Thursday, February 28, 2019

I got a one way ticket as far as it goes: SOMEBODY'S DAUGHTER.

Somebody's DaughterSomebody's Daughter by Rochelle B. Weinstein

My rating: 2 of 5 stars

Emma Ross has a pretty great life. Beautiful twin daughters, Zoe and Lily, who have just turned fifteen. A handsome husband, Bobby, whom she's loved since they were kids. Emma and Bobby live in the hotel they own and manage, the Ross, which sits ocean-side in Miami. But everything changes when an inappropriate video surfaces of Zoe and a boy--and quickly goes viral. The video not only humiliates Zoe, but it forces Emma to confront some hidden memories from her own past. As Bobby turns on Zoe, Emma feels as if he's turning on her, too. Can she save her daughter's reputation--and her family?

So this is a very timely book--as it seems like sexting and its repercussions is everywhere right now--and its horrifying to see how quickly one bad decision can affect the course of so many kids' lives. Unfortunately, this one fell flat for me. I actually really liked Zoe--and even her twin, though she wasn't as prominently featured--but the book was told from Emma's perspective, and she drove me crazy.

It's made clear from the beginning that Zoe's incident parallels something Emma herself did as a teen or young woman. But, of course, we can't just be told what that is. Heaven forbid. Instead, there are constant allusions to whatever happened, or Emma mentioning it (to herself, since it's a secret) and agonizing whether she should tell Zoe or her husband, or blah blah blah. We go over half the book before finding out what really happened and by then I was way too annoyed to care.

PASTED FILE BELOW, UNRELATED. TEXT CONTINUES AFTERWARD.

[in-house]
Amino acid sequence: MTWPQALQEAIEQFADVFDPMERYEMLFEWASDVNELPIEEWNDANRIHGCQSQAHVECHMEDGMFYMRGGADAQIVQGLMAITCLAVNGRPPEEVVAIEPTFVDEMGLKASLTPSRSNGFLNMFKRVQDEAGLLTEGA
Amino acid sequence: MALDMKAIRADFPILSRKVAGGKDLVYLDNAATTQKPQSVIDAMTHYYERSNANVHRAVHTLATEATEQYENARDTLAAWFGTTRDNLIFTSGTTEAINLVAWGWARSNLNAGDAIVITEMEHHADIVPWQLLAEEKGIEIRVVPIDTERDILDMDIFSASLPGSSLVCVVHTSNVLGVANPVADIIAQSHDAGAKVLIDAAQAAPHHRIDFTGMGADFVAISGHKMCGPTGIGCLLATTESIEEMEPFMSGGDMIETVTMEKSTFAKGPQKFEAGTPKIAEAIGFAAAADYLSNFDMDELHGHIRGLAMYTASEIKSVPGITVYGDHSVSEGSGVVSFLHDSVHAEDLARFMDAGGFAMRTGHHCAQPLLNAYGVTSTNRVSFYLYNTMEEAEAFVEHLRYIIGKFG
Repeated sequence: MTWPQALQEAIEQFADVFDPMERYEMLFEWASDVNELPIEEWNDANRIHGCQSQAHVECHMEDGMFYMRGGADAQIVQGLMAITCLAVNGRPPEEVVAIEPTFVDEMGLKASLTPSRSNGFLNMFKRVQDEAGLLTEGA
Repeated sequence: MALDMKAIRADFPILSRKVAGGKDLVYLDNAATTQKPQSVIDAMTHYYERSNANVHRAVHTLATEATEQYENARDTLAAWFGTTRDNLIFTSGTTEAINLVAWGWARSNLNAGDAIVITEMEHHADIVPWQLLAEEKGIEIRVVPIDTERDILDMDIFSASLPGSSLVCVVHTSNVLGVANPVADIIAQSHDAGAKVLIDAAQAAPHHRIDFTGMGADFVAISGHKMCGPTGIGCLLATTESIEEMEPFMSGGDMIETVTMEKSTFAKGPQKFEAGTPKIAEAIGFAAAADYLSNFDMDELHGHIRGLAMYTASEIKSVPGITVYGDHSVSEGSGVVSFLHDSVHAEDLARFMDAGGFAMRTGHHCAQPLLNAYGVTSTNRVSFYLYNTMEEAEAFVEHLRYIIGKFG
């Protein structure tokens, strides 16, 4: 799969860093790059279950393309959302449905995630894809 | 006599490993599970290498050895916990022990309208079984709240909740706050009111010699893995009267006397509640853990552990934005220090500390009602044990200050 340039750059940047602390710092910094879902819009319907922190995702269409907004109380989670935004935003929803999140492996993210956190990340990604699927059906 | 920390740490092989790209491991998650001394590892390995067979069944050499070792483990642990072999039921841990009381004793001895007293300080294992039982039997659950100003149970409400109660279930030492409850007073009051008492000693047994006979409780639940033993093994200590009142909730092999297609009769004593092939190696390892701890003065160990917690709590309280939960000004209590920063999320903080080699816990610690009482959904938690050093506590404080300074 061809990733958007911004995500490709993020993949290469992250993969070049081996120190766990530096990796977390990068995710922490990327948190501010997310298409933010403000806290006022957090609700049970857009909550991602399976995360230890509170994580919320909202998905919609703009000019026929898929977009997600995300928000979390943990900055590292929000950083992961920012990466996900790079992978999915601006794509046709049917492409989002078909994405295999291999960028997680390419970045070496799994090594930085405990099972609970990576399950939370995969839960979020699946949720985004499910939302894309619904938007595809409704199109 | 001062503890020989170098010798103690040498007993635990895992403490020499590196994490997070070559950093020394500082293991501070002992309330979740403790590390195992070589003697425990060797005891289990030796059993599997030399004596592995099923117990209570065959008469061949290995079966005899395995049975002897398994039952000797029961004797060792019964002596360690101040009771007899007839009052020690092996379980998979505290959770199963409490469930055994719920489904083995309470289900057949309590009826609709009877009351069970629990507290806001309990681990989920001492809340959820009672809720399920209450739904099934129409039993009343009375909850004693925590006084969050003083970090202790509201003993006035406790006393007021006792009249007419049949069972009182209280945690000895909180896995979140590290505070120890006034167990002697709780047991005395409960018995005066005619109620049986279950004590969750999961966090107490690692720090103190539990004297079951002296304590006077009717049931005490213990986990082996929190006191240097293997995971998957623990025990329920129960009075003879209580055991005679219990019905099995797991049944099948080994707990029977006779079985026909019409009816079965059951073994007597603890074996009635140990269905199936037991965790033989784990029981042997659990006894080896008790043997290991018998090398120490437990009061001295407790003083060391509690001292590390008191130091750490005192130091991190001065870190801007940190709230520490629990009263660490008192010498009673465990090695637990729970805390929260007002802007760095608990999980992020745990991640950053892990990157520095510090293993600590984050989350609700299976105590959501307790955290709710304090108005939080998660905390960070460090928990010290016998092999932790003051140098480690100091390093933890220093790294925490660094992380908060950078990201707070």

Not to mention, Emma's husband, Bobby, is a total jerk. The guy turns on his teenage daughter when she needs him and then spends the majority of the book being a total a** to his wife and kids. I had zero sympathy for him and honestly wished either Emma or the kids would just kick him to the curb. Most of the book is Bobby sniping at Emma (or his fifteen-year-old daughter, who has just been through a huge trauma!), or Emma endlessly worrying about Bobby and the state of things. Ugh. Rinse and repeat. I found myself sort of skimming waiting to see if more was going to happen. (It really didn't.)

It's a shame, because there was real potential with Zoe's character, and the message of the book--about the dangers of sexting--is a good one, I think.

“There’s a monster out there,” she says. “It can be anyone pushing a button and ruining my life. I can’t see them, but they’re out there, and I’m terrified.”

Alas, the book was just too melodramatic and repetitive for me. I couldn't handle how long it took to reveal Emma's past, especially after all the build-up to said revelation. The rehashed bickering between Emma and Bobby is just way too much (and I couldn't stand Bobby whatsoever). I felt so bad for those poor kids. And, of course, to end it all, we have a predictable ending that you could see coming a mile away. I should have abandoned this one, but I kept holding out hope it would surprise me. It did not. 2 stars.

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Monday, February 25, 2019